Molecular Biology Specialization
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What is Molecular Biology?
A molecular description of cell function.

DNA, protein, carbohydrates and fats are part of our everyday language. To a scientist they are the macromolecules (large molecules) that determine some of our traits, give us the energy to move and think, and power the processes that allow us to function. Molecular Biologists ask "HOW". How does one tiny change in my DNA make my cells more susceptible to cancer? How is muscle turned to fat? How do my cells know when to release hormones? Molecular Biologists seek answers to questions like these by studying the structure, function and interaction of the macromolecules. Their goal is to provide a molecular description of cell function.

The answers to such questions lie at the intersection of Biology and Chemistry. In the scientific literature, interdisciplinary research efforts are common. In the classroom, biological topics are frequently addressed by chemists, and the chemistry of biological processes are often treated by biologists. The Molecular Biology specialization at Alverno is for students whose interests lie at the exciting interface of these two disciplines. These students earn a major in Biology and a support in Chemistry or a double major in Biology and Chemistry; for their electives within these majors, they focus on courses relevant to the field of Molecular Biology. Students in this specialization work closely with both the Biology and Chemistry faculty. They do at least one (and often times two) internships that combine both Biology and Chemistry laboratory techniques. They have access to the finest facilities in both the Biology and Chemistry departments. When they graduate they are prepared for a number of exciting opportunities.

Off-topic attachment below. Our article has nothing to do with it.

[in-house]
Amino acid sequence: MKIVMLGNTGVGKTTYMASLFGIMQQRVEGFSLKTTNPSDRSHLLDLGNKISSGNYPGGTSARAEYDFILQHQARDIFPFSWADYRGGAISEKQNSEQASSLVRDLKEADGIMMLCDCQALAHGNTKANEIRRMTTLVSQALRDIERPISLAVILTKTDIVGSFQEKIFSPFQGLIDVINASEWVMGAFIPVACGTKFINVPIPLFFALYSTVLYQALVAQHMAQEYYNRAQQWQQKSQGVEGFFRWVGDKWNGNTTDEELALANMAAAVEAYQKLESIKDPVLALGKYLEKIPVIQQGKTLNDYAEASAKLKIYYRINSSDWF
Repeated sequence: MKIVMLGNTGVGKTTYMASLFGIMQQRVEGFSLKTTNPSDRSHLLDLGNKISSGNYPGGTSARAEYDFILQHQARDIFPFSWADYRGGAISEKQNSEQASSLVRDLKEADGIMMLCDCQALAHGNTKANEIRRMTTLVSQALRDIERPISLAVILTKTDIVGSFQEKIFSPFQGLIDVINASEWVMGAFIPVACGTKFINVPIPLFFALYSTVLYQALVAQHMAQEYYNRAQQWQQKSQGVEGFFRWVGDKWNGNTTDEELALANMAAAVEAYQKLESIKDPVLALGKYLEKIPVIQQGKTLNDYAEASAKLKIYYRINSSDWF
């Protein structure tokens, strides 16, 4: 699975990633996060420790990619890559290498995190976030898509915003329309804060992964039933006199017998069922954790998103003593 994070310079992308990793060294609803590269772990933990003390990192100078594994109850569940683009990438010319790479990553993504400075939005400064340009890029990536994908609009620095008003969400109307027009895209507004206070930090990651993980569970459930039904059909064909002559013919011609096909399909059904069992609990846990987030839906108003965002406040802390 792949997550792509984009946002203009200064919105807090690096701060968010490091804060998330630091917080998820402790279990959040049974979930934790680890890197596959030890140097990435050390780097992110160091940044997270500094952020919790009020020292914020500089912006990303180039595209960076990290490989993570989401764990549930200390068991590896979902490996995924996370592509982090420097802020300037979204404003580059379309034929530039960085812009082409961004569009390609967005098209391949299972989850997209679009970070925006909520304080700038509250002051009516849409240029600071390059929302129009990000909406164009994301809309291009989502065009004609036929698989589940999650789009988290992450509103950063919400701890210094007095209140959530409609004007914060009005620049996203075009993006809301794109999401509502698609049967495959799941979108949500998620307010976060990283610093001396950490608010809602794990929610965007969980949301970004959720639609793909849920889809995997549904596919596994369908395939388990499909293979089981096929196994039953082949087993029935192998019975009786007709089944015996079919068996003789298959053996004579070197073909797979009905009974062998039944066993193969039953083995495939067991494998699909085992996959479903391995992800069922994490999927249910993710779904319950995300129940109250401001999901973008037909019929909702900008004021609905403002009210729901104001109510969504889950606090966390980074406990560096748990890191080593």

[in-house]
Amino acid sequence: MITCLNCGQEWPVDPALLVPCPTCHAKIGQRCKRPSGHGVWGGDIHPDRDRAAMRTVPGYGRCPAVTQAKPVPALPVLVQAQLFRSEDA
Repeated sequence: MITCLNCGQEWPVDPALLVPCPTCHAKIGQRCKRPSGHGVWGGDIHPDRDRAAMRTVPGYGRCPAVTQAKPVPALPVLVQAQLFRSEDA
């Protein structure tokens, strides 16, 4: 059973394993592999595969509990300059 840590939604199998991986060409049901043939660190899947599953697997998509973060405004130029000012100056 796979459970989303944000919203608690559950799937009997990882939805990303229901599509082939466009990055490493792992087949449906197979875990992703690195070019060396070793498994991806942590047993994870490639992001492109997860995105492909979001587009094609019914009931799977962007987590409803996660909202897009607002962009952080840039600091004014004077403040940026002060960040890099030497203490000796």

Where can you work with a specialization in Molecular Biology?

Government agencies, industries, drug companies, universities or biotechnology companies.